Yeehaw IRL: Inside the Wrangler National Finals Rodeo

Yeehaw IRL: Inside the Wrangler National Finals Rodeo

A city boy in mid-December Las Vegas sticks out like a sore thumb. The Strip, which normally might be lined with tourists or club-goers, becomes a sea of Stetsons and denim for nearly two weeks as cowboys and rodeo fans alike flood the city for the Wrangler National Finals Rodeo. Western wear and Yeehaw culture trump any flashy neon sign, bringing rugged flare to the shiny casino backdrop. Those living in and around the area are familiar with the phenomenon, as I often heard it referred to simply as "the rodeo" by Vegas residents throughout my trip. But to a New Yorker, it's a sight to be seen.

Upon arrival, it was evident that black Uniqlo dress pants were not going to cut it if I wanted to fully immerse myself. To blend in, it was going to take some Wrangler on my booty and a collared shirt at the very least. Everyone was fitted out in denim, leather, and hides, even if they weren't prepping to ride a bucking bronco over the weekend.

The WNFR is much more all-encompassing than just the aesthetics of the main spectacle held at the University of Las Vegas Thomas & Mack Center, though — it's transformative in that it affects more than just spectators and sport. Culturally speaking, its relevant outside of the main event in the form of pageantry, a massive convention, nightlife, and tertiary sporting events, like the Bullfighters Only. Besides any one pair of jeans or wide-brimmed hat, the WNFR quite literally infects the Vegas way of life in the best way possible.

Take the Miss Rodeo America pageant, for example. Held at the Tropicana hotel, the event is taken just as seriously by contestants and attendees as riders and fans take the actual rodeo. Contestants in the pageant compete in areas of "appearance, horsemanship, and personality" — certainly not the usual pageant queen lineup, but surely appropriate for the crowd inhabiting Vegas during the WNFR.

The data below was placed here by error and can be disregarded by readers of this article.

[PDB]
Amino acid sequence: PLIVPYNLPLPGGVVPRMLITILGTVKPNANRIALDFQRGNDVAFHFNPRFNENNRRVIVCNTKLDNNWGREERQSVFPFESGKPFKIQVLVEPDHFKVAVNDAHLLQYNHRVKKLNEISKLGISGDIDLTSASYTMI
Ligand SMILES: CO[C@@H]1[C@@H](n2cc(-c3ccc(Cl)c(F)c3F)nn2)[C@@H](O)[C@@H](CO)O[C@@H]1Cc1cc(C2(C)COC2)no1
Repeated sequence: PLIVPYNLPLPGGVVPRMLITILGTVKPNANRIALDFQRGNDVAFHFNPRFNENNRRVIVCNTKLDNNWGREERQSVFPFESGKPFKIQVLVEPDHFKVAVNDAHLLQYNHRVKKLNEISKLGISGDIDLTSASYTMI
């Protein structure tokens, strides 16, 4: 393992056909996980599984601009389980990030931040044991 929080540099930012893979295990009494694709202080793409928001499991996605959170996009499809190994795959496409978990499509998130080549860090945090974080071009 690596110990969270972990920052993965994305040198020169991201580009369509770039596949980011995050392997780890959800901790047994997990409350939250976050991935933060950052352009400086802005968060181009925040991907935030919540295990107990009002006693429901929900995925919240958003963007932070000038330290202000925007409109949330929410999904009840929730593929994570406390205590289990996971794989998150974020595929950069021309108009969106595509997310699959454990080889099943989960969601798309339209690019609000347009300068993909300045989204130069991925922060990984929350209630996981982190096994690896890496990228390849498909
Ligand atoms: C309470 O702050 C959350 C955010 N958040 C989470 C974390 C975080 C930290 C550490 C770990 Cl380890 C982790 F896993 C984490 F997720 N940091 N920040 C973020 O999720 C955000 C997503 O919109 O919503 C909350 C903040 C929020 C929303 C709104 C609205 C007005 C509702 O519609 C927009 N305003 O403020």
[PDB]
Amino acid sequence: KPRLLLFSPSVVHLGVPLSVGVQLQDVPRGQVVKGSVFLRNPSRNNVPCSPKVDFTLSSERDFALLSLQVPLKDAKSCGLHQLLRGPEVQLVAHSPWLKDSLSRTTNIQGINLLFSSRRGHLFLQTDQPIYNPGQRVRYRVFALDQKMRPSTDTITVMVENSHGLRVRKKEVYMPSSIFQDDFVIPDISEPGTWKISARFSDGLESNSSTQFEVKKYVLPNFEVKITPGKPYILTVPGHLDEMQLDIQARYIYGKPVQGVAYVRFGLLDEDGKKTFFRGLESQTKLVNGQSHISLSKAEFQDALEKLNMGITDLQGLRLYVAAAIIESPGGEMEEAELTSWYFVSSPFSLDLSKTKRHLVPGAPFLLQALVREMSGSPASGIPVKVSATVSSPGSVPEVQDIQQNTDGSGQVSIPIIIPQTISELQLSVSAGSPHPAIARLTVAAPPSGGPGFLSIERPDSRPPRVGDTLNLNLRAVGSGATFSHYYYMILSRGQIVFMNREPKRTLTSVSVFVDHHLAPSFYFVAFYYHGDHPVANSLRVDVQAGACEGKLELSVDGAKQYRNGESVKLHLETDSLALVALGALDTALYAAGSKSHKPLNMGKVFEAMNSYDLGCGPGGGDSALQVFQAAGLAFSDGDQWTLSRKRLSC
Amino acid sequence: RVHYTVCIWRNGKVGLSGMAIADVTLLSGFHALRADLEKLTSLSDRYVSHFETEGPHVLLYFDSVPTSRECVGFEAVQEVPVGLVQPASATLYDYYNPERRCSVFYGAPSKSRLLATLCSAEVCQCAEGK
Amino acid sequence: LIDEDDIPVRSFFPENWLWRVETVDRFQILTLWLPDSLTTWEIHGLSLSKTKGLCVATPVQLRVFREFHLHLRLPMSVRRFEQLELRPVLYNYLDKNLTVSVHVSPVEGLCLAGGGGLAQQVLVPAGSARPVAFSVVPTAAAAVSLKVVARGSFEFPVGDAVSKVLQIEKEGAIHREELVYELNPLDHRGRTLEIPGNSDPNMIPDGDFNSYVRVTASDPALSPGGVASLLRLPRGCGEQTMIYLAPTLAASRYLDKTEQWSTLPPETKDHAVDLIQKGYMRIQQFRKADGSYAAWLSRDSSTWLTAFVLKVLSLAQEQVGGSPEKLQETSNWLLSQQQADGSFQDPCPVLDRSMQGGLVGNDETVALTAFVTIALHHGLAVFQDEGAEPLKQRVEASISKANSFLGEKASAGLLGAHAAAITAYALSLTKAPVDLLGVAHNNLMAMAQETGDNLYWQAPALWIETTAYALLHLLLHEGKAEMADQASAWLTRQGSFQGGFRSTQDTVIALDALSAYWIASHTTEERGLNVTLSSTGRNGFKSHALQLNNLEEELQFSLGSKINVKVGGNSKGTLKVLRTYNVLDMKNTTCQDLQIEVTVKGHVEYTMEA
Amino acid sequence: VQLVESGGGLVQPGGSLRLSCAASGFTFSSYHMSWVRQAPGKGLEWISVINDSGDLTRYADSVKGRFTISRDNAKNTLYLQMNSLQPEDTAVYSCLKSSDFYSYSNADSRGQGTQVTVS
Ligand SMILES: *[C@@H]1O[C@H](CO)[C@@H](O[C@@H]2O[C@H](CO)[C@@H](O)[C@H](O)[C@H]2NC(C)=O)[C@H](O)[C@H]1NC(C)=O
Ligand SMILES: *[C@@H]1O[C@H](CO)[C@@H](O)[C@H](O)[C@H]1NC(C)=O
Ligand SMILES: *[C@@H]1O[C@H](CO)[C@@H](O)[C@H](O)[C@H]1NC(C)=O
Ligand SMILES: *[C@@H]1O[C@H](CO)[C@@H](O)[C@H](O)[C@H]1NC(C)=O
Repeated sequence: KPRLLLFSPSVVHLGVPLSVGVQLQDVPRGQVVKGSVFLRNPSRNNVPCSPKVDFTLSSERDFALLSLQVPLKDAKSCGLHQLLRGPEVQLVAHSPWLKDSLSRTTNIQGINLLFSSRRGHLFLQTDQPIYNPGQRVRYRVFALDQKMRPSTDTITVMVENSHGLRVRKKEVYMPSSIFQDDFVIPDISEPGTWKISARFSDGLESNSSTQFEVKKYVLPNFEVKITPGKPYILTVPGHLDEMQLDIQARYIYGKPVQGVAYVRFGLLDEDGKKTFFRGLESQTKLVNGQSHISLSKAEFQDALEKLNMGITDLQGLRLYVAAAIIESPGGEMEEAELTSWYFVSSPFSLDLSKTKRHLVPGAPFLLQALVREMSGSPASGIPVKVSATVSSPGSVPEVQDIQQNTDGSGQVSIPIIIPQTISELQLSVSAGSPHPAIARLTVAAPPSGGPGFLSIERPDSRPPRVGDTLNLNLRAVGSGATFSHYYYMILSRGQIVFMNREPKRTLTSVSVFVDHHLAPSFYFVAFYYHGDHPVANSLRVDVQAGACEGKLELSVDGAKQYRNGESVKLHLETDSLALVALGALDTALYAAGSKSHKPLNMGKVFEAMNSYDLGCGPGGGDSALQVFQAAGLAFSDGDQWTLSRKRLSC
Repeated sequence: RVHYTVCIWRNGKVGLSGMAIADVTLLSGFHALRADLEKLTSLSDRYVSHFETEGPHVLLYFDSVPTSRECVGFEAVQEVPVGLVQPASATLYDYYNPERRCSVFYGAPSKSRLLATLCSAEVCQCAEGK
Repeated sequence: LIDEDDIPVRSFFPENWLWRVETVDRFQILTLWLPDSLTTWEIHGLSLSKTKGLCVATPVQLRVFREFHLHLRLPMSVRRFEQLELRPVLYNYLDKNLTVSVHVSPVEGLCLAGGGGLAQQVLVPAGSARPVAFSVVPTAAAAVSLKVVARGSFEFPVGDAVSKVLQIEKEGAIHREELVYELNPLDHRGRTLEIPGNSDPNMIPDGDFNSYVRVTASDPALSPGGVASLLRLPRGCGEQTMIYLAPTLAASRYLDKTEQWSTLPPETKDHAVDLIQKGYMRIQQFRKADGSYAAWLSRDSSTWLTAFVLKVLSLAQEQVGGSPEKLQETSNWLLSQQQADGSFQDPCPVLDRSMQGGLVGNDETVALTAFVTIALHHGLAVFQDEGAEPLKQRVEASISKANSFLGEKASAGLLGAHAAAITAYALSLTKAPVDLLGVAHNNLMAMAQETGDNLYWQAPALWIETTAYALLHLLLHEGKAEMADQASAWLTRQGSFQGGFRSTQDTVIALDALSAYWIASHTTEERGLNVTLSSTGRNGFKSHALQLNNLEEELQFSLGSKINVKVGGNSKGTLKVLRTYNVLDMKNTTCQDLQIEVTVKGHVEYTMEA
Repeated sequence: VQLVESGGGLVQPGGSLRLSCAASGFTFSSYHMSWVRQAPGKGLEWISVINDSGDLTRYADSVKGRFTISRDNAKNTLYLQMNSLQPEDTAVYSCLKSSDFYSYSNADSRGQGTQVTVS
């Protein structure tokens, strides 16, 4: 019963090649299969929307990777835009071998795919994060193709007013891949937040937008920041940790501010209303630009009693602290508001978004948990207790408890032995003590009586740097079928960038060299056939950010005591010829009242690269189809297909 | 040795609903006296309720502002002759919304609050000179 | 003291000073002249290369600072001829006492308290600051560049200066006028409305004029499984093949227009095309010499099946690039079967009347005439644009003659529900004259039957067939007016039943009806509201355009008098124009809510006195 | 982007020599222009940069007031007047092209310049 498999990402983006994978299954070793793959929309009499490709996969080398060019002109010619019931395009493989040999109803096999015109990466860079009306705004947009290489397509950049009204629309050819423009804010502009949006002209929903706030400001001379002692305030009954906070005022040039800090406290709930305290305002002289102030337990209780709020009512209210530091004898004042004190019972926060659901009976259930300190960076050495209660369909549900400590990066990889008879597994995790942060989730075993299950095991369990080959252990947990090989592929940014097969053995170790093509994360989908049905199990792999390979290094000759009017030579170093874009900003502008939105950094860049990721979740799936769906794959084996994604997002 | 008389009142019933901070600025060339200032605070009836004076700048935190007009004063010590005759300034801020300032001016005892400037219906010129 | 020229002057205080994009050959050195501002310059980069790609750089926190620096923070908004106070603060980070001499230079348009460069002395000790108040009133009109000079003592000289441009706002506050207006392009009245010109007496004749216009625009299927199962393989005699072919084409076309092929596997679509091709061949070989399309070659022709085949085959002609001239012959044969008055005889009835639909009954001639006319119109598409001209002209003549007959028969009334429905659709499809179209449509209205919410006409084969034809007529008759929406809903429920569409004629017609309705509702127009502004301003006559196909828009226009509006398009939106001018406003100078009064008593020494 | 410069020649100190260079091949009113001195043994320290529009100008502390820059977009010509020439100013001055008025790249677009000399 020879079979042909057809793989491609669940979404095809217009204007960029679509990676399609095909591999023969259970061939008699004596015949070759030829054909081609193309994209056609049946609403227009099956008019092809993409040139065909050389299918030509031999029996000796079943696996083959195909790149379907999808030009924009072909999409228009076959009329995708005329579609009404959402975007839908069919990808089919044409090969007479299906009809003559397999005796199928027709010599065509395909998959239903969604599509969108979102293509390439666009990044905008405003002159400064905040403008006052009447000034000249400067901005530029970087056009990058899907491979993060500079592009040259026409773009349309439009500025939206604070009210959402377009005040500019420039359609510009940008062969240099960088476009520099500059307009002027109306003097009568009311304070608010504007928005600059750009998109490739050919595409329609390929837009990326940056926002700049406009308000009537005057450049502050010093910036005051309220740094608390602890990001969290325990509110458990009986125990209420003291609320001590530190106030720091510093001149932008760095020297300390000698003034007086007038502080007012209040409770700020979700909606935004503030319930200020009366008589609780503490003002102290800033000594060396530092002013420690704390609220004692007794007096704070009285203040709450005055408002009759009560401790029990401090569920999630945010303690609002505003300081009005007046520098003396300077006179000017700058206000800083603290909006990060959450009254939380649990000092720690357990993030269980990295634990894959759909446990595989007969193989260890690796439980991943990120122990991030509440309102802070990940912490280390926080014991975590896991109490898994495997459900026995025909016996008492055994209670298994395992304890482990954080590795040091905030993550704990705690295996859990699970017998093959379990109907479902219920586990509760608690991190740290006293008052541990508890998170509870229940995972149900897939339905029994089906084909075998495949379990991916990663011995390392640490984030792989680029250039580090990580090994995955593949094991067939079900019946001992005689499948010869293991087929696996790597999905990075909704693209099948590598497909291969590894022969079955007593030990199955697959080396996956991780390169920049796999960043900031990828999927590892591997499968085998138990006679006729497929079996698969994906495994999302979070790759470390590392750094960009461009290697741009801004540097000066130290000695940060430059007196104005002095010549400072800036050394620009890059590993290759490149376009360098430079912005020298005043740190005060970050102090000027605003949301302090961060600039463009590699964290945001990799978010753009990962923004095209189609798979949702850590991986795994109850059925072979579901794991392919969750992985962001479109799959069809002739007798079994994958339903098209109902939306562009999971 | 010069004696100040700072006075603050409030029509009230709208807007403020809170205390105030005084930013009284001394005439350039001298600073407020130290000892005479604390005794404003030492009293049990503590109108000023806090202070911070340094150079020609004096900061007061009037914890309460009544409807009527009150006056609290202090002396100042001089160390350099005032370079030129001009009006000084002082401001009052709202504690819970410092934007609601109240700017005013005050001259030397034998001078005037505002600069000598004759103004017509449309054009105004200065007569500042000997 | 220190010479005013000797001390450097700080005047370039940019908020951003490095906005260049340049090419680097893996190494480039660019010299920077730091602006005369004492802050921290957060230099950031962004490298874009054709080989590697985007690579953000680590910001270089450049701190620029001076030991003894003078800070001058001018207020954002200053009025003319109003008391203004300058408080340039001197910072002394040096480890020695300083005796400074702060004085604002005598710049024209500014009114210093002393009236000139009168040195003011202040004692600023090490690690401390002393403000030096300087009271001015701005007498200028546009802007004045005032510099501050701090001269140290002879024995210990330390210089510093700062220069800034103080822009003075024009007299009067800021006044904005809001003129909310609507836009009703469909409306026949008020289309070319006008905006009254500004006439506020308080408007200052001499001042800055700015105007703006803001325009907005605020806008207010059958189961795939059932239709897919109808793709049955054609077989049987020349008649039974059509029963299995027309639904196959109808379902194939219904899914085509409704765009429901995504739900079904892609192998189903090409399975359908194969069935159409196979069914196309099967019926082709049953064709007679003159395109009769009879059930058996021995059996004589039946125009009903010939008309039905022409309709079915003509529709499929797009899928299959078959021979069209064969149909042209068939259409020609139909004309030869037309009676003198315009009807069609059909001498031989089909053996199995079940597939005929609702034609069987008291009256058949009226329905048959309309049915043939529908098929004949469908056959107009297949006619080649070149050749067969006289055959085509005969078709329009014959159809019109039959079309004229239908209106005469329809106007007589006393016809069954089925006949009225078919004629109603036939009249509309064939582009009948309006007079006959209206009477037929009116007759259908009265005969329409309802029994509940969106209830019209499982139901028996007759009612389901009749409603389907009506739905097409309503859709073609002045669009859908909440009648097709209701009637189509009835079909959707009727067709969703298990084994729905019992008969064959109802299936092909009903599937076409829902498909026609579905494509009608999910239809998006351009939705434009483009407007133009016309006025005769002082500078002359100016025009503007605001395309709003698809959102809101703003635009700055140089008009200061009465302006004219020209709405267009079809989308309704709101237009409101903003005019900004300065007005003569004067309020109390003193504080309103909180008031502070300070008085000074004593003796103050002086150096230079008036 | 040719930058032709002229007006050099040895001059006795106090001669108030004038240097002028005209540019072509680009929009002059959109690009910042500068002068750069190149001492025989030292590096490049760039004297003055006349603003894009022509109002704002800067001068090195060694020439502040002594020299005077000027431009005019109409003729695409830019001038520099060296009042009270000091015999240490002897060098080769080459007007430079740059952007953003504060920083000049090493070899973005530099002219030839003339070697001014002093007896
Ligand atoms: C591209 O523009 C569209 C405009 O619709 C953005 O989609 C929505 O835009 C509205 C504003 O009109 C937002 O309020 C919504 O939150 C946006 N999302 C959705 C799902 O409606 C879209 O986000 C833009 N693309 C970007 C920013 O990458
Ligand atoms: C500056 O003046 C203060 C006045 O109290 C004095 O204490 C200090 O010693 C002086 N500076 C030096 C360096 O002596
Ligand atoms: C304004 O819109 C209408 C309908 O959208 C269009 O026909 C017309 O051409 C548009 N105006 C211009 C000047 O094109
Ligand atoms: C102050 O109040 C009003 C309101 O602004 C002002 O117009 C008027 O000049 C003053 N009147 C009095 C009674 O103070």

Pageant organizers had the event running like a rodeo, too, taking an arena-like theatrical approach to its production inside the Tropicana's main ballroom. Strict guidelines were to be followed by press and attendees alike, ensuring that the show ran as smoothly as possible and that the girls were prepared for their biggest moments on stage, of which there were many. From choreographed runway walks in custom fashions to the previous year's Miss Rodeo America, Taylor McNair, entering on a real horse, things were structured down to the second.

Standing strong against the preconceived notion that rodeo culture is stuck in the past: the liberal use of Lil Nas X's "Old Town Road" throughout the opening sequence of the pageant. It set an unexpected tone for the rest of my experience at the WNFR, one that positioned western culture and its customs as less rigid and more open to change and interpretation. Online, the hit song, which set countless records when it topped the Billboard Hot 100 in 2019, has come to represent a move towards inclusion and representation in both rap and country music alike. In such a surreal and immersive dive into country western culture IRL, I was pleasantly surprised to see that the sentiment still reigned true. In a room of true cowboys and ranchers, it was a small-but-telling signal that country western culture and its aesthetics are becoming shared experiences rather than remaining universal truths.